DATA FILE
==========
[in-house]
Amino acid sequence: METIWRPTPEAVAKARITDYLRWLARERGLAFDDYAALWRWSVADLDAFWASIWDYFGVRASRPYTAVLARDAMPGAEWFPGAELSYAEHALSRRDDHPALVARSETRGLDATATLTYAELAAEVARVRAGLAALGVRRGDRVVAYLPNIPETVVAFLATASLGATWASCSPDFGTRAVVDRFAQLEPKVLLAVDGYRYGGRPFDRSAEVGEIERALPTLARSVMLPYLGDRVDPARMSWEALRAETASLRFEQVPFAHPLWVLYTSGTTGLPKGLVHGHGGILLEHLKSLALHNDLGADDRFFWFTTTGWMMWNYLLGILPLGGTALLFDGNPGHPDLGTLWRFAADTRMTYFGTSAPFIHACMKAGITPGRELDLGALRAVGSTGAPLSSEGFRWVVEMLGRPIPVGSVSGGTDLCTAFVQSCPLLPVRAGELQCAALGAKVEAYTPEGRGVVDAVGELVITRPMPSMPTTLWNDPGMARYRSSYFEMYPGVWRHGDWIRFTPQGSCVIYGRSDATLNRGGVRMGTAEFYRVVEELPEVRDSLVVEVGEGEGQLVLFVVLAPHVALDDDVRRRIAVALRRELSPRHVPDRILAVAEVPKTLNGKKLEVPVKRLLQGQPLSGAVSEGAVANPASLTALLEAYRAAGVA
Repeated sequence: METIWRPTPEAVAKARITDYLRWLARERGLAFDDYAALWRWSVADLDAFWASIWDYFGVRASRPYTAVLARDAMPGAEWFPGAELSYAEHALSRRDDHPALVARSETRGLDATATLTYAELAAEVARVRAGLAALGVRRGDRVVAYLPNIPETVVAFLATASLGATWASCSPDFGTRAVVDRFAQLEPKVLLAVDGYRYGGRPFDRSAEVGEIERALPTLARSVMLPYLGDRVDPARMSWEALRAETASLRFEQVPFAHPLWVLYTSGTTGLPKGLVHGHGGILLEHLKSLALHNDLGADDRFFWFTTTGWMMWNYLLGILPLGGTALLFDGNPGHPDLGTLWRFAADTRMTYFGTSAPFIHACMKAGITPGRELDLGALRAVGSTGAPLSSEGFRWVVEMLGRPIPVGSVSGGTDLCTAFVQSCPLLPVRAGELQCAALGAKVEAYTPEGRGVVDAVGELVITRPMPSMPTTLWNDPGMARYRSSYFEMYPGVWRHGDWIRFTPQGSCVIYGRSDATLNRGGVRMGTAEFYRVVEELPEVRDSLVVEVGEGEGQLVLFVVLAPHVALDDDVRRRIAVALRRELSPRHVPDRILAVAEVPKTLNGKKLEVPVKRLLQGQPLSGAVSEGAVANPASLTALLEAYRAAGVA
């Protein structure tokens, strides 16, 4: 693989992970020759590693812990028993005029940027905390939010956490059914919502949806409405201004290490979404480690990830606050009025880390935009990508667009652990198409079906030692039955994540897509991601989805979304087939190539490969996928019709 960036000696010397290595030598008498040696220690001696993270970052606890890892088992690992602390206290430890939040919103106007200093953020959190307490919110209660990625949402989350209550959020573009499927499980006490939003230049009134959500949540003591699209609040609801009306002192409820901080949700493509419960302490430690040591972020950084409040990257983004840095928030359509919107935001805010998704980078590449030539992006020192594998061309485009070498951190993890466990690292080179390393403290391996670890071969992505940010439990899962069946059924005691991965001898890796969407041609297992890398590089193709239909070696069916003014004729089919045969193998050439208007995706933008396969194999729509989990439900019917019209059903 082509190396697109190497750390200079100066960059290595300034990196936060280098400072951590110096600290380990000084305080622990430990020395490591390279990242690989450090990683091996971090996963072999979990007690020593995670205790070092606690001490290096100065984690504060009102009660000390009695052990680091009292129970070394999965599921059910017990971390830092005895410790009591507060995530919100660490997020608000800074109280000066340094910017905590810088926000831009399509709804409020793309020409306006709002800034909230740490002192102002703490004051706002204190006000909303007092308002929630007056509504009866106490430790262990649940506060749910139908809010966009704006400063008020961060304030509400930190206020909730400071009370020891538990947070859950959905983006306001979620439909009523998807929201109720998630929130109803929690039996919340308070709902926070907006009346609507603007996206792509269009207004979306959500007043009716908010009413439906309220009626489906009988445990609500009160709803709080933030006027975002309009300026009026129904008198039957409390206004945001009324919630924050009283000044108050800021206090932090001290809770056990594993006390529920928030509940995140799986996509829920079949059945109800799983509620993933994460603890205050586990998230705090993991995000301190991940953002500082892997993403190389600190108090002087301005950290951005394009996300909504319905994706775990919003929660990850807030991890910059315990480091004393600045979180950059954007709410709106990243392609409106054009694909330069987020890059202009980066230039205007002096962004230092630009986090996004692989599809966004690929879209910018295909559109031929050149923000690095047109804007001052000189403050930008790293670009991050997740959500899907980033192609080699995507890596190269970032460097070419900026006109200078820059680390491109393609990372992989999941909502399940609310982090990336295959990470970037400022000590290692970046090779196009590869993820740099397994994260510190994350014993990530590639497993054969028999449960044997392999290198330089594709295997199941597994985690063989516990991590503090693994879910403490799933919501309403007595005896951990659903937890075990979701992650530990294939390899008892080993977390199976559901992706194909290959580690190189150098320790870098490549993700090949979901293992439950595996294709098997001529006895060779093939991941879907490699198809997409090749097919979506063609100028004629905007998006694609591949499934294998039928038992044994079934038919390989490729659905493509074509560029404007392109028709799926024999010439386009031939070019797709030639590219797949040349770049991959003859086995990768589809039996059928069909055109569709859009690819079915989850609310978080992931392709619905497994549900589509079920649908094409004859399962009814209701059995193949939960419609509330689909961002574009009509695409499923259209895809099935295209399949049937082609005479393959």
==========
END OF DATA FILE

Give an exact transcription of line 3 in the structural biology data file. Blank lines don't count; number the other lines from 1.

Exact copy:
Repeated sequence: METIWRPTPEAVAKARITDYLRWLARERGLAFDDYAALWRWSVADLDAFWASIWDYFGVRASRPYTAVLARDAMPGAEWFPGAELSYAEHALSRRDDHPALVARSETRGLDATATLTYAELAAEVARVRAGLAALGVRRGDRVVAYLPNIPETVVAFLATASLGATWASCSPDFGTRAVVDRFAQLEPKVLLAVDGYRYGGRPFDRSAEVGEIERALPTLARSVMLPYLGDRVDPARMSWEALRAETASLRFEQVPFAHPLWVLYTSGTTGLPKGLVHGHGGILLEHLKSLALHNDLGADDRFFWFTTTGWMMWNYLLGILPLGGTALLFDGNPGHPDLGTLWRFAADTRMTYFGTSAPFIHACMKAGITPGRELDLGALRAVGSTGAPLSSEGFRWVVEMLGRPIPVGSVSGGTDLCTAFVQSCPLLPVRAGELQCAALGAKVEAYTPEGRGVVDAVGELVITRPMPSMPTTLWNDPGMARYRSSYFEMYPGVWRHGDWIRFTPQGSCVIYGRSDATLNRGGVRMGTAEFYRVVEELPEVRDSLVVEVGEGEGQLVLFVVLAPHVALDDDVRRRIAVALRRELSPRHVPDRILAVAEVPKTLNGKKLEVPVKRLLQGQPLSGAVSEGAVANPASLTALLEAYRAAGVA